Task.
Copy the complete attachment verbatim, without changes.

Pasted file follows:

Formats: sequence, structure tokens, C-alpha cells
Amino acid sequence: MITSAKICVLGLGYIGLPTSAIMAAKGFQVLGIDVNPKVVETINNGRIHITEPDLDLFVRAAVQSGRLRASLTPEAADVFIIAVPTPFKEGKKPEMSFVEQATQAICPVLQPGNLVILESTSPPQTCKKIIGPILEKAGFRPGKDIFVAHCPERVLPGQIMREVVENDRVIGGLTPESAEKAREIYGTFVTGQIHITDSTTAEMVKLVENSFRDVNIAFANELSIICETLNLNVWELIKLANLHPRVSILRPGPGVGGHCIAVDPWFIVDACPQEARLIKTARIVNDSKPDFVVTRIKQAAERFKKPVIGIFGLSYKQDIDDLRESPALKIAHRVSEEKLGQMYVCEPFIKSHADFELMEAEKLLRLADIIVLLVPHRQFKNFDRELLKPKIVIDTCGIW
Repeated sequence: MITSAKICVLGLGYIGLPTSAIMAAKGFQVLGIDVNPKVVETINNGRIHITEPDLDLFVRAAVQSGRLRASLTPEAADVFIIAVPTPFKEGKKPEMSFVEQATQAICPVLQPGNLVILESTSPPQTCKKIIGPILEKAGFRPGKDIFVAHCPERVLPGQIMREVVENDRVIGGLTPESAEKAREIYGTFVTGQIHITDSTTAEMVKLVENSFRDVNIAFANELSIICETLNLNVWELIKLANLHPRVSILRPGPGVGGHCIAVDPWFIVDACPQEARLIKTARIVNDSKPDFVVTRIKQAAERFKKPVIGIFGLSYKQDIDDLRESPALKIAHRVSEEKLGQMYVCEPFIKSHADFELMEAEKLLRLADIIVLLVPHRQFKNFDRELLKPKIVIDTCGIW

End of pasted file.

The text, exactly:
Formats: sequence, structure tokens, C-alpha cells
Amino acid sequence: MITSAKICVLGLGYIGLPTSAIMAAKGFQVLGIDVNPKVVETINNGRIHITEPDLDLFVRAAVQSGRLRASLTPEAADVFIIAVPTPFKEGKKPEMSFVEQATQAICPVLQPGNLVILESTSPPQTCKKIIGPILEKAGFRPGKDIFVAHCPERVLPGQIMREVVENDRVIGGLTPESAEKAREIYGTFVTGQIHITDSTTAEMVKLVENSFRDVNIAFANELSIICETLNLNVWELIKLANLHPRVSILRPGPGVGGHCIAVDPWFIVDACPQEARLIKTARIVNDSKPDFVVTRIKQAAERFKKPVIGIFGLSYKQDIDDLRESPALKIAHRVSEEKLGQMYVCEPFIKSHADFELMEAEKLLRLADIIVLLVPHRQFKNFDRELLKPKIVIDTCGIW
Repeated sequence: MITSAKICVLGLGYIGLPTSAIMAAKGFQVLGIDVNPKVVETINNGRIHITEPDLDLFVRAAVQSGRLRASLTPEAADVFIIAVPTPFKEGKKPEMSFVEQATQAICPVLQPGNLVILESTSPPQTCKKIIGPILEKAGFRPGKDIFVAHCPERVLPGQIMREVVENDRVIGGLTPESAEKAREIYGTFVTGQIHITDSTTAEMVKLVENSFRDVNIAFANELSIICETLNLNVWELIKLANLHPRVSILRPGPGVGGHCIAVDPWFIVDACPQEARLIKTARIVNDSKPDFVVTRIKQAAERFKKPVIGIFGLSYKQDIDDLRESPALKIAHRVSEEKLGQMYVCEPFIKSHADFELMEAEKLLRLADIIVLLVPHRQFKNFDRELLKPKIVIDTCGIW